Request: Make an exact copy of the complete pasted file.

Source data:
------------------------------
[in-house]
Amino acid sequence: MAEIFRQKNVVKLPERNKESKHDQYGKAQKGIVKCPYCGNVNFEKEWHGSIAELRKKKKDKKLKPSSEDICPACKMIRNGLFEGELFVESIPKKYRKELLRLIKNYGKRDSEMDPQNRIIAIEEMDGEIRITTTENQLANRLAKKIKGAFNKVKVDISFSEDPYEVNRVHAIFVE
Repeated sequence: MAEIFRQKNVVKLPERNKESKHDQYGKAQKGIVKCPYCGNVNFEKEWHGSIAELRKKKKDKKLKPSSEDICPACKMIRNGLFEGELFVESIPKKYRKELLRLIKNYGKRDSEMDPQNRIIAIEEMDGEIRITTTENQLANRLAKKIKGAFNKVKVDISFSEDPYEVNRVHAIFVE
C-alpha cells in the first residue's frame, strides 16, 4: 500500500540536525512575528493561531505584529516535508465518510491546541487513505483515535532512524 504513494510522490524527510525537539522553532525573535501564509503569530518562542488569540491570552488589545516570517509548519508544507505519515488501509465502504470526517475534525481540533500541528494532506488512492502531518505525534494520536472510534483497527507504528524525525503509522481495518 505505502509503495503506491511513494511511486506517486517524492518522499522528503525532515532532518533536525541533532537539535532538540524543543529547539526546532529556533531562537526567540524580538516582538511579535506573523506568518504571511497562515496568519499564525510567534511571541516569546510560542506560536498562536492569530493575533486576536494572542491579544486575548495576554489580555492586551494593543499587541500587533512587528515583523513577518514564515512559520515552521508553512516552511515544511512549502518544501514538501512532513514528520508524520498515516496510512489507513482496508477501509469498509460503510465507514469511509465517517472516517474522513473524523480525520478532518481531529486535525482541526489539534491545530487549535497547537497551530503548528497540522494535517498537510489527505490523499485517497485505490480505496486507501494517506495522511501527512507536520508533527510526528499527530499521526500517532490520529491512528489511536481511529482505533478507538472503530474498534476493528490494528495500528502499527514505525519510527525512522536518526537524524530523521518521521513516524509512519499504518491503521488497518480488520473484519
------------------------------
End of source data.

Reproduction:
[in-house]
Amino acid sequence: MAEIFRQKNVVKLPERNKESKHDQYGKAQKGIVKCPYCGNVNFEKEWHGSIAELRKKKKDKKLKPSSEDICPACKMIRNGLFEGELFVESIPKKYRKELLRLIKNYGKRDSEMDPQNRIIAIEEMDGEIRITTTENQLANRLAKKIKGAFNKVKVDISFSEDPYEVNRVHAIFVE
Repeated sequence: MAEIFRQKNVVKLPERNKESKHDQYGKAQKGIVKCPYCGNVNFEKEWHGSIAELRKKKKDKKLKPSSEDICPACKMIRNGLFEGELFVESIPKKYRKELLRLIKNYGKRDSEMDPQNRIIAIEEMDGEIRITTTENQLANRLAKKIKGAFNKVKVDISFSEDPYEVNRVHAIFVE
C-alpha cells in the first residue's frame, strides 16, 4: 500500500540536525512575528493561531505584529516535508465518510491546541487513505483515535532512524 504513494510522490524527510525537539522553532525573535501564509503569530518562542488569540491570552488589545516570517509548519508544507505519515488501509465502504470526517475534525481540533500541528494532506488512492502531518505525534494520536472510534483497527507504528524525525503509522481495518 505505502509503495503506491511513494511511486506517486517524492518522499522528503525532515532532518533536525541533532537539535532538540524543543529547539526546532529556533531562537526567540524580538516582538511579535506573523506568518504571511497562515496568519499564525510567534511571541516569546510560542506560536498562536492569530493575533486576536494572542491579544486575548495576554489580555492586551494593543499587541500587533512587528515583523513577518514564515512559520515552521508553512516552511515544511512549502518544501514538501512532513514528520508524520498515516496510512489507513482496508477501509469498509460503510465507514469511509465517517472516517474522513473524523480525520478532518481531529486535525482541526489539534491545530487549535497547537497551530503548528497540522494535517498537510489527505490523499485517497485505490480505496486507501494517506495522511501527512507536520508533527510526528499527530499521526500517532490520529491512528489511536481511529482505533478507538472503530474498534476493528490494528495500528502499527514505525519510527525512522536518526537524524530523521518521521513516524509512519499504518491503521488497518480488520473484519